Lezing Hartmut Rosa: ‘Social Acceleration and the Temporal Dimension of Law’, 30 juni 2014, VU

Lezing Hartmut Rosa: ‘Social Acceleration and the Temporal Dimension of Law’, 30 juni 2014, VU

In het kader van de expert-conference ‘Temporal Boundaries of Law’, georganiseerd door het Centre for Research of Time&Law (VU) en het Paul Scholten Centre for Jurisprudence (UvA), geeft prof. Hartmut Rosa op 30 juni 2014 een lezing getiteld ‘Social acceleration and the temporal dimension of law’. Hartmut Rosa is als socioloog en politicoloog verbonden aan de Friedrich Schiller Universiteit van Jena en de Universiteit van Erfurt. Bekendheid verwierf hij met name door zijn onderzoek naar sociale versnelling in o.a. Beschleuniging. Die Veränderung der Zeitstrukturen in der Moderne (Suhrkamp, 2005) en Alienation and Acceleration. Towards a Critical Theory of Late-Modern Temporality (NSU Press, 2010). In onze maatschappij lijkt sociale versnelling een structureel fenomeen te zijn geworden en staat ook het recht permanent onder druk om steeds sneller te reageren op sociale ontwikkelingen. Typerend is bijvoorbeeld de roep om snellere rechtspraak maar ook instituties als de rule of law worden geconfronteerd met de gevolgen van sociale versnelling. Hartmut Rosa zal zijn theorie van sociale versnelling introduceren en de (mogelijke) gevolgen van die ontwikkeling voor het recht bespreken.

Datum: 30 juni 2014

Aanvang: 13.30h

Locatie: Agora, Zaal 1, Hoofdgebouw Vrije Universiteit, De Boelelaan 1105, 1081 HV Amsterdam

Voor meer informatie kunt u contact opnemen met Lyana Francot: L.M.A.Francot@vu.nl of Luigi Corrias: L.D.A.Corrias@vu.nl

Hartmut Rosa: ‘Social Acceleration and the Temporal Dimension of Law’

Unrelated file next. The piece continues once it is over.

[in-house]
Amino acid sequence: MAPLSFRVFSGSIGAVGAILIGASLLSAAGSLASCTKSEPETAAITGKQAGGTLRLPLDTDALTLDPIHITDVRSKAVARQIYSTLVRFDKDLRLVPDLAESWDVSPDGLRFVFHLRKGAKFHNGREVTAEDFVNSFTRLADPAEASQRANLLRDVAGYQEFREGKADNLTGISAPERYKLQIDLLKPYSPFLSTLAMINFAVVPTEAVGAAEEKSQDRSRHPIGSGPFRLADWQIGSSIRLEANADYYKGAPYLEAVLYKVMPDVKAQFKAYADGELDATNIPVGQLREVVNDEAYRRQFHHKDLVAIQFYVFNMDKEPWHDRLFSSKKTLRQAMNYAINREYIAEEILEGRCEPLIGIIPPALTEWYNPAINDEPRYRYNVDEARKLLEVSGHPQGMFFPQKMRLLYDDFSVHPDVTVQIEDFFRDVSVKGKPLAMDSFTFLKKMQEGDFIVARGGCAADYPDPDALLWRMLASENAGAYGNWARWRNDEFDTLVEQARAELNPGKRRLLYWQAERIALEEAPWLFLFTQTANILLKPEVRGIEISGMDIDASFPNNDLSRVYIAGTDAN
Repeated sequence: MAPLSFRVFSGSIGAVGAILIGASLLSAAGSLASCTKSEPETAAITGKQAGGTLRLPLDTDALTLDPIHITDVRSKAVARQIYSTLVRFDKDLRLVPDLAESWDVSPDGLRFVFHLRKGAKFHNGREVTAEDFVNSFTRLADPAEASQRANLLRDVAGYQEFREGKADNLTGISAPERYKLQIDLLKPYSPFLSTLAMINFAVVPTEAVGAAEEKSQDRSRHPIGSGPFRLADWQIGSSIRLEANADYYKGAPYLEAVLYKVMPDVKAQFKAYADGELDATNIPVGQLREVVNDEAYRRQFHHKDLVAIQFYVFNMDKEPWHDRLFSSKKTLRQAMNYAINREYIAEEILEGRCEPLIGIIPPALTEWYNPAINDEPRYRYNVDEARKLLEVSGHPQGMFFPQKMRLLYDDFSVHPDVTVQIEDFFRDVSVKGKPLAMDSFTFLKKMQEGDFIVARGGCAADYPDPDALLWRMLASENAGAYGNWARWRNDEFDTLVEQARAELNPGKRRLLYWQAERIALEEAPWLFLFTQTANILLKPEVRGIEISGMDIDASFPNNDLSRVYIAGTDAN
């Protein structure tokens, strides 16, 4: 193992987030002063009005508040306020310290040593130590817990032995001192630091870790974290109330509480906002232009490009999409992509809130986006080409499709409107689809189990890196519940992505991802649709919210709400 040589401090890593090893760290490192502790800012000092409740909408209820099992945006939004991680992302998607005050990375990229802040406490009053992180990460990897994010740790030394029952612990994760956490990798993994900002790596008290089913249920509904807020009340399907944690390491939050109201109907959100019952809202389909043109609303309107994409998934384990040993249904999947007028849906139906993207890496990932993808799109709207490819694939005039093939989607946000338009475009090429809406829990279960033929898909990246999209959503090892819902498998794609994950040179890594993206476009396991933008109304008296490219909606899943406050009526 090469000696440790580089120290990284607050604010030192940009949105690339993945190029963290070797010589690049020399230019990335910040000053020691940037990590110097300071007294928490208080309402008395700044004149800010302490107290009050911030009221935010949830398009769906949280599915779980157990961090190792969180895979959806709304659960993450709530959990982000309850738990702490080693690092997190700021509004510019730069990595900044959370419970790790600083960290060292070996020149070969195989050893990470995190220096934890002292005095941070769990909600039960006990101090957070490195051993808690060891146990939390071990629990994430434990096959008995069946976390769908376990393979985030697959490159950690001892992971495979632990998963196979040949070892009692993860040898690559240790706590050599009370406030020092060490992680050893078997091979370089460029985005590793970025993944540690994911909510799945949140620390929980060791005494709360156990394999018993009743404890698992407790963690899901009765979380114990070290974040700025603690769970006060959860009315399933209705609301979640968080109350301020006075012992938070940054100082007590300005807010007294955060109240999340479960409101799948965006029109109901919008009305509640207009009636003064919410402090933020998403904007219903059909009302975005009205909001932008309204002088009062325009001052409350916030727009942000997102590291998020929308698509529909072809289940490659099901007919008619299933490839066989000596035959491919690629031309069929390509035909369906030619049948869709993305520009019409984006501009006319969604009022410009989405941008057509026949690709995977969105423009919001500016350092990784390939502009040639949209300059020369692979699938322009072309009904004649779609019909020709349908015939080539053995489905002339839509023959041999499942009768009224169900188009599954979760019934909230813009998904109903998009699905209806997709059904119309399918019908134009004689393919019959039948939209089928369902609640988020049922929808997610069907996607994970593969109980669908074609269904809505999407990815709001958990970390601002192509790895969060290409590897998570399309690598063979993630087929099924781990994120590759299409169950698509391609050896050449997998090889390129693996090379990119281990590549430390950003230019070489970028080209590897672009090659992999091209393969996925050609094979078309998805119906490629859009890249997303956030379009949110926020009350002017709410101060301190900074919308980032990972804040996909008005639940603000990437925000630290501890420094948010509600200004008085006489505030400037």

Modern societies are characterized by the fact that they depend on ‘dynamic stabilization’. This means they need to grow, to accelerate and to innovate in order to reproduce structurally, i.e., in order to preserve the social status quo. As a result, modern societies can be interpreted as ‘acceleration-societies’, which is to say that the speed of life, and the speed of change, increase incessantly. In this scenario, law serves a double-function: On the one hand, it provides for the social stability necessary for long term investment and long term-planning. Without political and legal stability, social acceleration in the sense of technological progress and economic growth would be impossible. On the other hand, law itself needs to adapt to changing conditions, too. Modern law is no longer supposed to be the expression of ‘eternal’ or ‘timeless’ orders, or even to persist over decades or centuries. Instead, law-making, i.e. legislation, has become a permanent task: Law is made anew again and again. Now, interestingly, it seems that law-making itself is speeding-up (Carl Schmitt, in this sense, talks of the ‘motorized legislator’): The decay-rates of legislation are shrinking in most areas of social life. The only alternative for law to keep its functions in a dynamizing social world would be to become more and more formal and ‘empty of contents’ such that changing social content would not require new legislation. Overall, there appears to be a danger that the classic ‘rule of law’ and its institutions progressively become too slow for the high pace of social life, and hence new forms of mediation and legal plurality prop up.

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